What happens next?
CONTRACT RATIFICATION VOTE
Thursday, June 13, at Lagerquist C.
You must be present between 6 – 9 a.m., 10 a.m – 1 p.m., 2 – 5 p.m., or 5:30 – 8:30 p.m.
If the contract is ratified:
Of the WSNA members who cast ballots, if 50% +1 vote in favor of ratification, the contract will become effective immediately.
Raises and bonuses will be paid on either the first or second pay period following ratification.
If the contract is not ratified:
If the membership votes to reject the tentative agreement,
WSNA will immediately begin the process of scheduling a strike authorization vote which may be preceded by one or more strike information meetings.
If WSNA is authorized to call a strike — Important facts to remember:
Threshold for success – Only dues-paying WSNA members are eligible to cast a vote. If 67% of the votes cast are in favor, a strike authorization is obtained. While this vote is an important threshold, a successful strike will require a much higher level of commitment as measured by the near unanimous support and participation of all SJMC nurses. A strike, while a powerful weapon, does not guarantee we will achieve what we ask for from the employer.
Duration – The duration of the strike will be determined by WSNA based on multiple factors including employer and local unit/WSNA power considerations, as well as communication and systems support.
Use of vacation/PTO – Employer is not required to allow strikers to use their accrued vacation time or other benefits during a strike unless they are otherwise entitled to do so.
Unemployment benefits – Under Washington law, a worker is not entitled to receive unemployment compensation benefits when the individual is out of work due to a strike.
Return to work after strike
Unfair Labor Practice (ULP) strike: When workers engage in a strike to protest unfair labor practices committed by the employer – such as threats to coerce employees to refrain from union activity, or spying on employees’ union activities, or refusing to bargain in good faith – the employer may only hire temporary replacement workers, and when the strike ends the employer must promptly reinstate the strikers to their former positions.
Economic strike: When employees engage in a strike solely to try to compel the employer to agree to their economic demands (such as union recognition, higher wages or better working conditions), the employer may legally hire other workers to permanently replace the strikers. At the end of an economic strike, when the union on behalf of the employees makes an unconditional offer to return to work, the employer is not legally required to reinstate the strikers to their jobs. The employer has no obligation to discharge the replacement workers and is only required to place the strikers on a rehire list with preferential recall rights. So, while the strikers are not fired and technically remain “employees” for certain legal purposes, they may not have a job or any income.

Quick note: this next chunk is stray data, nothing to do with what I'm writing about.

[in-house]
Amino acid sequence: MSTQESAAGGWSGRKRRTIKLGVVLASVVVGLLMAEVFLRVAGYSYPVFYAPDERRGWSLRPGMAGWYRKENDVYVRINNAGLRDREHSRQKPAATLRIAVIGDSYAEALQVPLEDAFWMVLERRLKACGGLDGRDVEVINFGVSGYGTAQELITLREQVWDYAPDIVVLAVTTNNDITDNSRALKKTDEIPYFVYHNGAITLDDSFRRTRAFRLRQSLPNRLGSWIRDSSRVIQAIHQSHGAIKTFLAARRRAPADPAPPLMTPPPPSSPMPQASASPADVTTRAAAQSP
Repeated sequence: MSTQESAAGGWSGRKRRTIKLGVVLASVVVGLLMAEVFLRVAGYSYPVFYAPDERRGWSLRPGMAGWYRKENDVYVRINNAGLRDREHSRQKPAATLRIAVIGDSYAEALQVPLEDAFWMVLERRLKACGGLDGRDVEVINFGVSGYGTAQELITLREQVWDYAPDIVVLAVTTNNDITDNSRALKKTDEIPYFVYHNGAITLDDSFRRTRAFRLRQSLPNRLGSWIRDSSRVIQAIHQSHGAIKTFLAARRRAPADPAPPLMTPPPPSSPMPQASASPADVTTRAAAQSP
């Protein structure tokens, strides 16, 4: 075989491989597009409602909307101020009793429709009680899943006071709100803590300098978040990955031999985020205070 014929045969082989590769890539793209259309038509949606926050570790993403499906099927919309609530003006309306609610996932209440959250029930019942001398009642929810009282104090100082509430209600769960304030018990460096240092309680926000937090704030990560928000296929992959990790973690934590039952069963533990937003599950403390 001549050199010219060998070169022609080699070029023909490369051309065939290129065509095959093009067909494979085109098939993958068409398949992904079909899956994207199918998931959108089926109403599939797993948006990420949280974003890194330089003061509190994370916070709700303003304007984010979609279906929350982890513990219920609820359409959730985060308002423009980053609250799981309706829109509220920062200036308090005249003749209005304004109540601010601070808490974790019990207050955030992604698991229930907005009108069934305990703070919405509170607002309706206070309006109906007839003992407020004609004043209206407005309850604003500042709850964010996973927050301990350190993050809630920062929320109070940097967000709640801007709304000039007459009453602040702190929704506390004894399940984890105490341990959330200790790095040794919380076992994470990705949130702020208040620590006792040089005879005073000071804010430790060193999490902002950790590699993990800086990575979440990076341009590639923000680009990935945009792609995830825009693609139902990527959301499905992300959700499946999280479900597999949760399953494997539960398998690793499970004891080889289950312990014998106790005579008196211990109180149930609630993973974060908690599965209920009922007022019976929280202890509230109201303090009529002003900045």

If WSNA is NOT authorized to call a strike — this significantly weakens the bargaining power of WSNA.
Potential impact includes:
Working without a contract – In the absence of a contract, the employer is required to maintain all of the present terms and conditions of employment. As a result, our current wage and step scale will remain at status quo. There would be no raises, except for step-related increases, and also no reductions. Terms such as PTO accrual and scheduling, layoff language and premiums and differentials will remain in place.
Grievance and Arbitration Clause – Enforcing our contract could become more difficult as the employer will not have an obligation to arbitrate grievances that arise during the interim period between contracts.
Employer’s options – Potential actions by the employer include:
- SJMC would have the right to lock us out in an attempt to force us to accept their proposed contract. In such case, nurses would not be fired, but we would not be allowed to work. We would go without paychecks for the duration of the lockout. Insurance benefits would cease at the end of the month previously paid by the employer.
- The employer could gain the right to unilaterally implement its proposed contract at the point the parties reach impasse. Impasse is a legal term based on a fact-specific scenario. In general, impasse means a stalemate in which further negotiations would be futile. If SJMC asserts that the parties are at impasse, it could implement the proposed tentative agreement.
- The employer’s final option is to simply allow the status quo to remain. Again, under the status quo, there are no raises (except for step increases) or bonuses paid. SJMC would benefit from the maintenance of the status quo as the employer makes money with each passing day that we do not get our raises.
Unilateral implementation is a threat to our collective voice – A unilateral implementation by an employer is a morale-busting experience for workers. An implementation by SJMC would feel extremely defeating – both for the current contract and future negotiations. Also, our collective voice as a union could be lost altogether.
More information: wsna.org/union/st-joseph-medical-center
Questions? Contact WSNA Nurse Representative Hanna Welander at
email@example.com or 206 – 575-7979, ext. 3035.